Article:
Overcoming FEAR in yoga inversions
Many people feel hesitation when it comes to yoga inversions but still really want to do them. “Getting” a yoga pose after many years of work is a memorable experience and provides the doorway into increasingly advanced postures. If negative self-talk, or ineffective thinking is making it hard overcoming FEAR in yoga inversions, read and apply these 5 steps and you’ll be up balancing in handstand, headstand, or forearm stand in no time!
1. Which pose do you want to achieve?
This is the easy part. You know it already. Handstand? Headstand? Forearm stand?
Start with your mind.
Many people are familiar with the studies at the University of Chicago where researchers took three groups of students and initially tested them on the average number of free throws of them shooting a basketball would make it into the basket.
They then were assigned for the next 30 days to either:
A) Do nothing (no practice of any kind at all)
B) ONLY visualize their basketball practice (see themselves doing it in their minds)
C) Physically practice 20 minutes a day
Of course, the sad group who didn’t practice or visualize made zero improvements, but groups B and C had astounding results:- group B improved by 23% and group C improved by 24%. Just visualizing the end result had almost the same improvements as physically practicing. Unfortunately no one has repeated the study with a fourth group that did both physical practice and visualization, but I suspect it would have a cumulative effect.
In order to learn any pose or action a bit faster, you can visualize yourself in the same way. To start, find an example of someone who does the inversion well already and study what it is they do. Better if it’s live, but you can always use an image or better yet, a video. Embed it deeply into your mind and use an inner magnifying glass until you can see the fine little details, even the look on their face and the way that they breathe.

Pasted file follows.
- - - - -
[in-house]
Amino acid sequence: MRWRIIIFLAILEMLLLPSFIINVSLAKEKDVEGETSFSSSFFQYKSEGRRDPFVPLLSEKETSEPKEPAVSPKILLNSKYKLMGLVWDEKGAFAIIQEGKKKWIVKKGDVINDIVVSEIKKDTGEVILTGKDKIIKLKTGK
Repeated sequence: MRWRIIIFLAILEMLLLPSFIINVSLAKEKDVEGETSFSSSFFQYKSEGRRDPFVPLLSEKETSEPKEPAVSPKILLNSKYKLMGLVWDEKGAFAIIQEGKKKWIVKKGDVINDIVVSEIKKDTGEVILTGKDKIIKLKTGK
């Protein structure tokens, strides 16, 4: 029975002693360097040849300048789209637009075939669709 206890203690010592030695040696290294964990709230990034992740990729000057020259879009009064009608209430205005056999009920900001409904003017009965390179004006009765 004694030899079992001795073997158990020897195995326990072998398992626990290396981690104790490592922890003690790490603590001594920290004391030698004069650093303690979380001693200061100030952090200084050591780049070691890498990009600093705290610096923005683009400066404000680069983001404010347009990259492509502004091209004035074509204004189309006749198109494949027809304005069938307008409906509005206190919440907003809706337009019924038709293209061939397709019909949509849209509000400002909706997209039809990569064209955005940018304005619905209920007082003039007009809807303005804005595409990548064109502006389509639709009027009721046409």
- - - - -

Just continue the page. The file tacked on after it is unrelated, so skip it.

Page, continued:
Now close your eyes and imagine… see in your mind’s eye an image of YOU doing the pose. After some time, switch to “do” the pose in your mind but from a first-person perspective- ie; “see” through your eyes as you do it, and “feel” the feelings in your body. The process of visualizing abilities and mastering them works because our motor neurons are activated in an empathetic response, even if it occurs only in the “mind”. This is because in order to understand the role model, the muscles in your body ‘empathize’ with what it sees and in undetectable ways tenses the muscles involved in the process. Practice and repetition, whether purely visualized or embodied is treated as a learning event by your neurology.
TIP: Get a good role model, internalize him/her, and then see yourself doing the inversions from multiple viewpoints
2. Be mindful of self-talk
When people complain they can’t get into a pose they often say “I can’t do X”. This means that the speaker is also implying “I will never be able to” or “it is impossible for me to”. Do you ever hear yourself or your students saying this? Catch your self-talk. One the easiest things is to take the limiting statements and add “until today”, or “until now”. So if the limiting self-talk says “I can’t do handstands” you simply remind yourself that that was true… “until today”.